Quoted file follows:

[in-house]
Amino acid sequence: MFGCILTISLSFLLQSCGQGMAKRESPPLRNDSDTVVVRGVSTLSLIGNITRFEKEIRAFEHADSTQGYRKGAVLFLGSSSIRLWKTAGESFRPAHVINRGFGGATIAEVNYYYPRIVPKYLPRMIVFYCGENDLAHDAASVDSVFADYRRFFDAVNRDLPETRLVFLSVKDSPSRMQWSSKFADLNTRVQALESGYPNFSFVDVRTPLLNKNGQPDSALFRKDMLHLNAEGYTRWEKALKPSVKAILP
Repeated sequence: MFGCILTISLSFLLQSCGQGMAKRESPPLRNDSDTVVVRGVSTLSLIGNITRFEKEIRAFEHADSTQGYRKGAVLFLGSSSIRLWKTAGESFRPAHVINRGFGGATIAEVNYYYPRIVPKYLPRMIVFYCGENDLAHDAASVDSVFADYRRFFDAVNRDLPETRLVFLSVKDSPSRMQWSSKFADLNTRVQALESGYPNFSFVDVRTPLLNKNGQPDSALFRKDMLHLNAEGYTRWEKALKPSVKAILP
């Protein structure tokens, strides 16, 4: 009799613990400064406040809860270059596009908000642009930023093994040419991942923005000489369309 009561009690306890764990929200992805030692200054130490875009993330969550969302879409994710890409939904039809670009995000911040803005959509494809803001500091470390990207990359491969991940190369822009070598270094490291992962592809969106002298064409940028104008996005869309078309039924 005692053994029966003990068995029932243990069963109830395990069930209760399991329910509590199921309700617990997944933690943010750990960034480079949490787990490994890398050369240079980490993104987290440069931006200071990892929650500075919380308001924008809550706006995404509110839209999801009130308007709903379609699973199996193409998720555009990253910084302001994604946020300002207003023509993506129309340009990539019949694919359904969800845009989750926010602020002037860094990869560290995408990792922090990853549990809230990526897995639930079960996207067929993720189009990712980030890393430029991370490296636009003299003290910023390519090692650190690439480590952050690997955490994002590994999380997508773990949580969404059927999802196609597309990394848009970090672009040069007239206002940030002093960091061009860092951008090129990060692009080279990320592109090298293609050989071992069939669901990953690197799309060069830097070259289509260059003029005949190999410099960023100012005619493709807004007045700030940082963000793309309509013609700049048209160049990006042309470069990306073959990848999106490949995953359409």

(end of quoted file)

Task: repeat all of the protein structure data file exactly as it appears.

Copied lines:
[in-house]
Amino acid sequence: MFGCILTISLSFLLQSCGQGMAKRESPPLRNDSDTVVVRGVSTLSLIGNITRFEKEIRAFEHADSTQGYRKGAVLFLGSSSIRLWKTAGESFRPAHVINRGFGGATIAEVNYYYPRIVPKYLPRMIVFYCGENDLAHDAASVDSVFADYRRFFDAVNRDLPETRLVFLSVKDSPSRMQWSSKFADLNTRVQALESGYPNFSFVDVRTPLLNKNGQPDSALFRKDMLHLNAEGYTRWEKALKPSVKAILP
Repeated sequence: MFGCILTISLSFLLQSCGQGMAKRESPPLRNDSDTVVVRGVSTLSLIGNITRFEKEIRAFEHADSTQGYRKGAVLFLGSSSIRLWKTAGESFRPAHVINRGFGGATIAEVNYYYPRIVPKYLPRMIVFYCGENDLAHDAASVDSVFADYRRFFDAVNRDLPETRLVFLSVKDSPSRMQWSSKFADLNTRVQALESGYPNFSFVDVRTPLLNKNGQPDSALFRKDMLHLNAEGYTRWEKALKPSVKAILP
């Protein structure tokens, strides 16, 4: 009799613990400064406040809860270059596009908000642009930023093994040419991942923005000489369309 009561009690306890764990929200992805030692200054130490875009993330969550969302879409994710890409939904039809670009995000911040803005959509494809803001500091470390990207990359491969991940190369822009070598270094490291992962592809969106002298064409940028104008996005869309078309039924 005692053994029966003990068995029932243990069963109830395990069930209760399991329910509590199921309700617990997944933690943010750990960034480079949490787990490994890398050369240079980490993104987290440069931006200071990892929650500075919380308001924008809550706006995404509110839209999801009130308007709903379609699973199996193409998720555009990253910084302001994604946020300002207003023509993506129309340009990539019949694919359904969800845009989750926010602020002037860094990869560290995408990792922090990853549990809230990526897995639930079960996207067929993720189009990712980030890393430029991370490296636009003299003290910023390519090692650190690439480590952050690997955490994002590994999380997508773990949580969404059927999802196609597309990394848009970090672009040069007239206002940030002093960091061009860092951008090129990060692009080279990320592109090298293609050989071992069939669901990953690197799309060069830097070259289509260059003029005949190999410099960023100012005619493709807004007045700030940082963000793309309509013609700049048209160049990006042309470069990306073959990848999106490949995953359409």